This inspection is sometimes also called the Sixty Day Defects Liability Inspection. And sometimes it is longer.
It is how many days the builder gives you in his contract to see what needs fixing after the building is handed over.
Have doors come lose, either room doors, cupboards, cabinets and so on? Are mitres separating (which they will) and need gapping up? What other items have come lose? You will know many of these i you have lived there for ninety or sixty days.
We recommend to put in your contract the traditional ninety days, as that gives more time for timber to shrink, doors to pull away and so on. That means after it gets fixed, there may be less movement expected later.
There will be other things we will note here that we may see as well. Have downpipes come lose, stuck, and so on?
This is your last inspection. After this, all your maintenance is your own work from here on.
“As soon as you identify an issue or have a concern, raise this with your builder in writing. Your builder should take steps to address your concerns. If the issues are not resolved and are about building or planning of a technical compliance nature, and construction is still underway talk to your building certifier and consider making a complaint to Access Canberra. The building certifier is appointed by the land owner and not the builder. They work in the interest of achieving compliance with the relevant building and planning laws.”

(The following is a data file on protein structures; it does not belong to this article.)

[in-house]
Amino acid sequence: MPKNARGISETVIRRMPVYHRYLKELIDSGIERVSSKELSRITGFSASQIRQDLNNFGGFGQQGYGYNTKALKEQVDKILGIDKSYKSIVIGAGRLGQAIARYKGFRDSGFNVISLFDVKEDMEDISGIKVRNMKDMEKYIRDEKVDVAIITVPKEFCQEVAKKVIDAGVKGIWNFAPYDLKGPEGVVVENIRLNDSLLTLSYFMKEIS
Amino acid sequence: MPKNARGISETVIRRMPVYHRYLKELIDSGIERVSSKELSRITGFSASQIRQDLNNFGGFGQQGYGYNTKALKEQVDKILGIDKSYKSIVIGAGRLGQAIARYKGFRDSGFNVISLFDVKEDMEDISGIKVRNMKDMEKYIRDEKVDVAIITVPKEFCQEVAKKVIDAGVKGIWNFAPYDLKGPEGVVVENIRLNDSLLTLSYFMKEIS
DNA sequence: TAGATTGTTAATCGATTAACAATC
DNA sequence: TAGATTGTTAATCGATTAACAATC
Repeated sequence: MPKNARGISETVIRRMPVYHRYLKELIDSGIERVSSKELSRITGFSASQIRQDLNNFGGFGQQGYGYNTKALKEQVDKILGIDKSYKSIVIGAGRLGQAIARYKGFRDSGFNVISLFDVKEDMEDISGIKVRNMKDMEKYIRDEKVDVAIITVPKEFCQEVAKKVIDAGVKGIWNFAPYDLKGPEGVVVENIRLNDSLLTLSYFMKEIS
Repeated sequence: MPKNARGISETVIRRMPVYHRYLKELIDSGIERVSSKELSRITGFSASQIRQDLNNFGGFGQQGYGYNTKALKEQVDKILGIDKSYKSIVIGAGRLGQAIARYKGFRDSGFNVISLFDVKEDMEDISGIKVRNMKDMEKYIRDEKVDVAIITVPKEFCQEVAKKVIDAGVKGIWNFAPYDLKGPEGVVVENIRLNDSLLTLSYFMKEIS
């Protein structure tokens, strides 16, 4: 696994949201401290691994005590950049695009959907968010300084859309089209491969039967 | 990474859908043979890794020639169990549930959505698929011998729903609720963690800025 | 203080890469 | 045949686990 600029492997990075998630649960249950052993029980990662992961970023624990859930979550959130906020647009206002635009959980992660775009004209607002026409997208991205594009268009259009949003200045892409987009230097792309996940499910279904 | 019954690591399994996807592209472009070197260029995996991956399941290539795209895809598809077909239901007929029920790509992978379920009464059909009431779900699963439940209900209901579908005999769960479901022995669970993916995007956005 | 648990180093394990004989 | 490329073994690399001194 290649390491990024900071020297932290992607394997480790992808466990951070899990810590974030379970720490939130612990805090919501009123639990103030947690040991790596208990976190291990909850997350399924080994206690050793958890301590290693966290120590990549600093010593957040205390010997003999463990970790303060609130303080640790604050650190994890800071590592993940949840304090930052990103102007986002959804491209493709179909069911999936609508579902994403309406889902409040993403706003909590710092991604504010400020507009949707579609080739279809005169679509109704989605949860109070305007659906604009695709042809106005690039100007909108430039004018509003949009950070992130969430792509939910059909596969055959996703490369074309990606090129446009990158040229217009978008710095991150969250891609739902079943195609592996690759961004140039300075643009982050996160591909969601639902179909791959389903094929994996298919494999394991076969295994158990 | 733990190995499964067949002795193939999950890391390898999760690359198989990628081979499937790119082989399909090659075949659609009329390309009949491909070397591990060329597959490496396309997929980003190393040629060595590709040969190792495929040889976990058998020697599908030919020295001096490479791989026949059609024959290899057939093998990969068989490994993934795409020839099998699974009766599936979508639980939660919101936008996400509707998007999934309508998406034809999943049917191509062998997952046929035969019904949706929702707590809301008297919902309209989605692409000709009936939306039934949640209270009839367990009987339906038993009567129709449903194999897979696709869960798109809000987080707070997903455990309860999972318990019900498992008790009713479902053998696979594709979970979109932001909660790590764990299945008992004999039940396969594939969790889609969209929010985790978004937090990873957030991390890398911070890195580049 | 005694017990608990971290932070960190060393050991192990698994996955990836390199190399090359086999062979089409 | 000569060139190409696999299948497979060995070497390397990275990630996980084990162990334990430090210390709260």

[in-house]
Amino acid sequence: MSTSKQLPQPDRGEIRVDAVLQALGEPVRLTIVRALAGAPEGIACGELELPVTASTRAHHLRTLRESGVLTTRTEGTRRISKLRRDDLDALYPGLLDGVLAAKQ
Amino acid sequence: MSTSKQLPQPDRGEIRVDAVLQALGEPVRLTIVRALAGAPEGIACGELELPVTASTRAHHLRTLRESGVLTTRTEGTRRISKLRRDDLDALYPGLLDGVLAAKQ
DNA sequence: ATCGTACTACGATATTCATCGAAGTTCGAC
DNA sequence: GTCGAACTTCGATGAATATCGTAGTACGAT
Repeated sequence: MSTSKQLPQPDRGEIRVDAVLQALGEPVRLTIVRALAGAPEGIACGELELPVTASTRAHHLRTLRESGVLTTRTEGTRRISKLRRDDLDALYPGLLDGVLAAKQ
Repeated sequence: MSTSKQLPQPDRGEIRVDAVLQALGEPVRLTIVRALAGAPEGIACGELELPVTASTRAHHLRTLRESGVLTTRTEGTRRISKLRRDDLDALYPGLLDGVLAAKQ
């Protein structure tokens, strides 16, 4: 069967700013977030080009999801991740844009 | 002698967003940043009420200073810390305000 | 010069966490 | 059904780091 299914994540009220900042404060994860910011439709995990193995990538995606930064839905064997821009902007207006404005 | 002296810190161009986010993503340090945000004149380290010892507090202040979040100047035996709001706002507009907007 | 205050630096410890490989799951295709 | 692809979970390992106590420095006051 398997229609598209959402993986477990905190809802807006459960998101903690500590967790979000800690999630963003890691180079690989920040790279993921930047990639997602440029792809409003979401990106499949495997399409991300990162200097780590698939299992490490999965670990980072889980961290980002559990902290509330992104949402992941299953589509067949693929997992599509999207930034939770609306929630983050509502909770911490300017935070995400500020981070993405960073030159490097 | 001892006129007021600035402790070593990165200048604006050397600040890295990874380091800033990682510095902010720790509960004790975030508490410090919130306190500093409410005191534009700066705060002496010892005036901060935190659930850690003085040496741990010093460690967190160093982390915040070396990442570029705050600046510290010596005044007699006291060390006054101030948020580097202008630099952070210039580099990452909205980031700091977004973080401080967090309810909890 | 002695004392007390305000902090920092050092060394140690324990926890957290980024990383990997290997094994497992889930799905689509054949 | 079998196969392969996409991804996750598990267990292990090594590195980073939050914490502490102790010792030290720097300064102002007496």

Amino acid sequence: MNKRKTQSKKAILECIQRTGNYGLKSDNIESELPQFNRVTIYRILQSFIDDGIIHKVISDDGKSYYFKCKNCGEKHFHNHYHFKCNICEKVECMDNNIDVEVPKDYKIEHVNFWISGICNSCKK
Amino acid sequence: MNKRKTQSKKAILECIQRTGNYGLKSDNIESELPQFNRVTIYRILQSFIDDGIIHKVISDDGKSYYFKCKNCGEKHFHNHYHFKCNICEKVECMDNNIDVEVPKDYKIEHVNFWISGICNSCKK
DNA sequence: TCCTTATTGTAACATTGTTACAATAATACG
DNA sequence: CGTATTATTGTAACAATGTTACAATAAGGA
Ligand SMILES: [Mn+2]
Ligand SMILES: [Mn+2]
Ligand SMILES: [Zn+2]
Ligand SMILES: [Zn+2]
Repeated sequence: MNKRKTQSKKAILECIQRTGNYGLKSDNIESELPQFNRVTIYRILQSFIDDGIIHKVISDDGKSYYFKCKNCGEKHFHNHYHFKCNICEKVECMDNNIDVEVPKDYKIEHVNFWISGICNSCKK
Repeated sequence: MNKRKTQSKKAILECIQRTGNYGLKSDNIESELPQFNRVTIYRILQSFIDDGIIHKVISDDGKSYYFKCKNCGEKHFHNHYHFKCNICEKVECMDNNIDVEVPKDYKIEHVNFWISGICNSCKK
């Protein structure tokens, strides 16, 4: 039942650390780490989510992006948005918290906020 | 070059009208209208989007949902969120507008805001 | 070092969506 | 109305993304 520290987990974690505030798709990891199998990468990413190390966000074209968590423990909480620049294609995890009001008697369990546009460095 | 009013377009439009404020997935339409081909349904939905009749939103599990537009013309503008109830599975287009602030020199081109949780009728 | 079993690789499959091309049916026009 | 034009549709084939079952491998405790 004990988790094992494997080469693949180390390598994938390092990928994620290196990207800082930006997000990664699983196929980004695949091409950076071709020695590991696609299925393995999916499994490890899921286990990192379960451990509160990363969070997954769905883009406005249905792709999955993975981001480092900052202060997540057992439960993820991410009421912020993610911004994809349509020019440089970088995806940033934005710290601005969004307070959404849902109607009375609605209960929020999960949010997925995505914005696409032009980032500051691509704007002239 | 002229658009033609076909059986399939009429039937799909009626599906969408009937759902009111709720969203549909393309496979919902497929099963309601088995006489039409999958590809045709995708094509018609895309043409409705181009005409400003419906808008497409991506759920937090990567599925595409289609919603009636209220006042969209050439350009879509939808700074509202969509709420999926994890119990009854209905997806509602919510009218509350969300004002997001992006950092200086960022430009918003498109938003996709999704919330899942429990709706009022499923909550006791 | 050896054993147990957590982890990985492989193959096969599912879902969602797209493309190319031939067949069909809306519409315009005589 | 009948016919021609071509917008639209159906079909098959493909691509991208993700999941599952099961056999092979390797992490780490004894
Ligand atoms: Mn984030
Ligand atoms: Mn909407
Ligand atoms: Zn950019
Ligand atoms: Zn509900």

“If your concerns relate to your contract, such as issues with payments, quality of inclusions, or communication, you can contact: